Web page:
« Drilling Offshore in the Age of Hurricanes | Main | By Protecting Utilities, We Make Communities Vulnerable »

Telling the Truth About Oil, Wind, and Water

With the news these days dominated by Michael Phelps winning Olympic gold medals, John Edwards confessing to marital affairs, and Paris Hilton deciding to run for president, I barely even want to know the details of Russia’s recent invasion of Georgia – its neighbor to the south. Russia isn’t even a super-power anymore, and from what I hear, they’re just acting out some leftover anger from the Cold War days. It’s not like Georgia has any oil, does it?

Well, it turns out that underneath the story we’ve been hearing about Russia’s invasion of Georgia, there’s another story. It’s a story about a couple of oil-thirsty countries – the United States and Great Britain, and their plan to loosen Russia’s grip on the rich oil reserves beneath the Caspian Sea. President Clinton, working with Bechtel, British Petroleum, the World Bank, and others, created a plan to build an oil pipeline connecting the Caspian Sea to the Eastern Mediterranean. The idea was that the 1,100-mile pipeline across Georgia would bypass Russia. Well, Russia wasn’t too happy about that, so we gave Georgia hundreds of millions of dollars in military aid, and promised that we would back them if they ever got into trouble. So, here we are, two years after the pipeline began operating, trying to convince Russia not to bomb it into oblivion.

Somehow, with petroleum, we always seem to tell a story that’s not quite the real story. Like when we set out looking for weapons of mass destruction, and came back with a bunch of no-bid oil development contracts. Or when we claimed that the rise in oil prices was just “speculation”, and never mind the fact that after 100 years of pumping, the world’s oil wells are getting kind of tired.

Our habit of not telling the real story isn’t limited to petroleum – it’s rampant throughout the energy industry. Like when T. Boone Pickens, the legendary oil barren, tells us about his plan for wind power but neglects to mention that the transmission corridors for his power lines are really intended for water pipelines. See, he’s got another plan (one that doesn’t have a website), in which he drains the Ogallala Aquifer and pipes all that water to Dallas and other cities in Texas. I can’t really blame him for not talking about it…nobody would ever approve condemning land and seizing it through eminent domain so that a billionaire can create a monopoly on drinking water!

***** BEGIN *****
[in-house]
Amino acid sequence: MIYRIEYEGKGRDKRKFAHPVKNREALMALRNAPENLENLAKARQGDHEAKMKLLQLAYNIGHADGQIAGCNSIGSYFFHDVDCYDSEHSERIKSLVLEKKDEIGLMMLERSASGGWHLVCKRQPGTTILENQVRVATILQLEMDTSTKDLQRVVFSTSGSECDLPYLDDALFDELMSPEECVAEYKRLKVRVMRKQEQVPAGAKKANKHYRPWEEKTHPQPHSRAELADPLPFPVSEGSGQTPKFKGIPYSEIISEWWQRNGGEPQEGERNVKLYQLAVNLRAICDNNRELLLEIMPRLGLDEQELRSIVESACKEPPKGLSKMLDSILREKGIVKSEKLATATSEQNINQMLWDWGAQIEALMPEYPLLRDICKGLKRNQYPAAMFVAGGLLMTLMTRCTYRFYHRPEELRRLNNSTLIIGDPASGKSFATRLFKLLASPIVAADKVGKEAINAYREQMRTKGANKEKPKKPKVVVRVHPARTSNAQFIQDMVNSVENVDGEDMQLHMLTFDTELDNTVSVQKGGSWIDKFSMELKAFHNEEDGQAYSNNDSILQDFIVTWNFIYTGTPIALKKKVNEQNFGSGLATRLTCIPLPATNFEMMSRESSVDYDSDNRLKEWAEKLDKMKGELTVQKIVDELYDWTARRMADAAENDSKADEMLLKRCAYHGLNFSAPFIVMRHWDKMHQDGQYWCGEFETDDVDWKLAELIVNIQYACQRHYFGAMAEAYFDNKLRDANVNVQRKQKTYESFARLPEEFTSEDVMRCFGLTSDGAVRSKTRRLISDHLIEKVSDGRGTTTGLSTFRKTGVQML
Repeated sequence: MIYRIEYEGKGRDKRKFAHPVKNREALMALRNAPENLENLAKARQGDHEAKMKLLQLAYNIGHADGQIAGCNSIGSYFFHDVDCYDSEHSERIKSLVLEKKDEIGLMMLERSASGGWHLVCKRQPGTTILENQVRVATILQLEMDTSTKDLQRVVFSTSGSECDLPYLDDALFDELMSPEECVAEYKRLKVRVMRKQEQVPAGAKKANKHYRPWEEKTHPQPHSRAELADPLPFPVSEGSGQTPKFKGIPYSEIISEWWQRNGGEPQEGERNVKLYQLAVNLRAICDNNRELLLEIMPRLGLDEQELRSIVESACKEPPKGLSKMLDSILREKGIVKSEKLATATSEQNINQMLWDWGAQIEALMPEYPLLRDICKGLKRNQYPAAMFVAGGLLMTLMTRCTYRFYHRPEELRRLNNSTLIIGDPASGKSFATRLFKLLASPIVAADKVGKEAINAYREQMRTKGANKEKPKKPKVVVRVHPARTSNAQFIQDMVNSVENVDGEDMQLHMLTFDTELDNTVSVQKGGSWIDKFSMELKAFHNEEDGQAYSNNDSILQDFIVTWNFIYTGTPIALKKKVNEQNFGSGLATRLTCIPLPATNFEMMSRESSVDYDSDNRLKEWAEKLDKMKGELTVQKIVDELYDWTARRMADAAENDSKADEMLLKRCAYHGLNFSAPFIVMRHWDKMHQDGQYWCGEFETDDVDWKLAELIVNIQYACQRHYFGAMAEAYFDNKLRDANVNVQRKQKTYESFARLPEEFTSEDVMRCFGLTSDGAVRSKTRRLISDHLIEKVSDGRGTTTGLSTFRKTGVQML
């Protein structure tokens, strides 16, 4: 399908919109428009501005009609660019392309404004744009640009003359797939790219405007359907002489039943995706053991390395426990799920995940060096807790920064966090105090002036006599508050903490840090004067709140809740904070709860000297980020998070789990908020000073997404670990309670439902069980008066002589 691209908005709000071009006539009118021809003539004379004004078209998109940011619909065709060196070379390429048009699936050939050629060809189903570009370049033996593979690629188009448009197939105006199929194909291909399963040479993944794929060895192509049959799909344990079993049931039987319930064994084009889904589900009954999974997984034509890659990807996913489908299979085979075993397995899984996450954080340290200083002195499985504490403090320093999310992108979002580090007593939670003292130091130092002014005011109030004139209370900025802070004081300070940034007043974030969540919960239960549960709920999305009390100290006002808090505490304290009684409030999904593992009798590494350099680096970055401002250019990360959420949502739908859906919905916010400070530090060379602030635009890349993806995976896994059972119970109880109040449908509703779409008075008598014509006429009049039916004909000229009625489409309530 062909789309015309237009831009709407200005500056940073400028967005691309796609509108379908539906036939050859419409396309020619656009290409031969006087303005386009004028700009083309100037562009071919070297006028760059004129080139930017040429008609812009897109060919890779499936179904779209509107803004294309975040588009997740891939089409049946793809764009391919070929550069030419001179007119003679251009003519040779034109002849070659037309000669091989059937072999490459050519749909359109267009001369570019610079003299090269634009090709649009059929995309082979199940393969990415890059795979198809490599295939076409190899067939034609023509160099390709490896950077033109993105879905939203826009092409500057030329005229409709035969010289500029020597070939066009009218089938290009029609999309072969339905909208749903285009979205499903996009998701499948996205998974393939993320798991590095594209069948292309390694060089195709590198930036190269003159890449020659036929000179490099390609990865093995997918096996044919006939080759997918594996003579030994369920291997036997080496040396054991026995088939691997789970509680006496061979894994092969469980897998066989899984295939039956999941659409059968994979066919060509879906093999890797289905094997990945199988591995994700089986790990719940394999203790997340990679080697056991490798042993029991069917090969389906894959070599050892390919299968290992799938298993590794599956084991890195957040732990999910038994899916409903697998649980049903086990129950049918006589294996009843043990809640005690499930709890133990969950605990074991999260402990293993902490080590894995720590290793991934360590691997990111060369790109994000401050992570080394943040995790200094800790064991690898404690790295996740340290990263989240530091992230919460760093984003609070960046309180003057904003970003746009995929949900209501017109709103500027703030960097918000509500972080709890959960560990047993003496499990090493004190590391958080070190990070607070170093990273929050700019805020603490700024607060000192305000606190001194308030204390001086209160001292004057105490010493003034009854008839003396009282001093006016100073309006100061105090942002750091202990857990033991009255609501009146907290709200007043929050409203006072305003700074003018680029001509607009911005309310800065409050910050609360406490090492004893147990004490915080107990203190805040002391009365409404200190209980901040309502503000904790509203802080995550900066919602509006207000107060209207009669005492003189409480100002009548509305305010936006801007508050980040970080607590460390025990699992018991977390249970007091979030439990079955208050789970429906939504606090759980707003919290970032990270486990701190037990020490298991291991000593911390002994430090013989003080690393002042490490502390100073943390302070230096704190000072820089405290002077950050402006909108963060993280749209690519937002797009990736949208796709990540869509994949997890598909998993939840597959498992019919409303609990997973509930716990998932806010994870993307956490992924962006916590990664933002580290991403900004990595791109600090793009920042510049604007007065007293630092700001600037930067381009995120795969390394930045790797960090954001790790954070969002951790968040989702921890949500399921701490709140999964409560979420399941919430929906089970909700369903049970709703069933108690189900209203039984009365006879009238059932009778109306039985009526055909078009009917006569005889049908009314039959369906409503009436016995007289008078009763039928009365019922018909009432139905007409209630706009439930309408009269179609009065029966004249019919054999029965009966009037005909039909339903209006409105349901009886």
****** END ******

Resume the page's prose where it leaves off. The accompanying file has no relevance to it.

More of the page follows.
Typically, when someone repeats a pattern of not telling the real story, it’s a sign of addiction. But even as we admit that we have an addiction, we aren’t being completely honest. We’re not addicted to oil, we’re addicted to all the things that oil lets us do—like, live way out in the suburbs and drive into town whenever we need anything. With oil, we don’t even need to talk to one another. The main thing that petroleum gave us was freedom from the responsibilities of community. In a community, we all agree to provide for one another’s needs. You grow vegetables, I’ll harvest firewood, you weave fabric…oh, to hell with all that…we’ll just get it all from Trader Joe’s.

So here’s my proposal: instead of telling stories about all the great new energy technologies we’re getting, let’s talk about how we are going to implement them in ways that rebuild community, and recreate local self-reliance. If we don’t approach it that way, we run the risk of ending up just as dependent on the same big-moneyed, outside interests that dominate us now – only, it’ll all be powered by solar and wind. Big deal!

The real opportunity of the new energy paradigm is that building it can bring us back together as a community. But for that to happen, we need to build it with local resources, and employ locally owned, independent energy businesses. Then we can proudly tell the real story of how it all happened, instead of making up stories about Paris Hilton running for president.

This commentary aired on KUNM on August 18, 2008. To listen, click here.

PrintView Printer Friendly Version

EmailEmail Article to Friend

Reader Comments

There are no comments for this journal entry. To create a new comment, use the form below.
Member Account Required
You must have a member account on this website in order to post comments. Log in to your account to enable posting.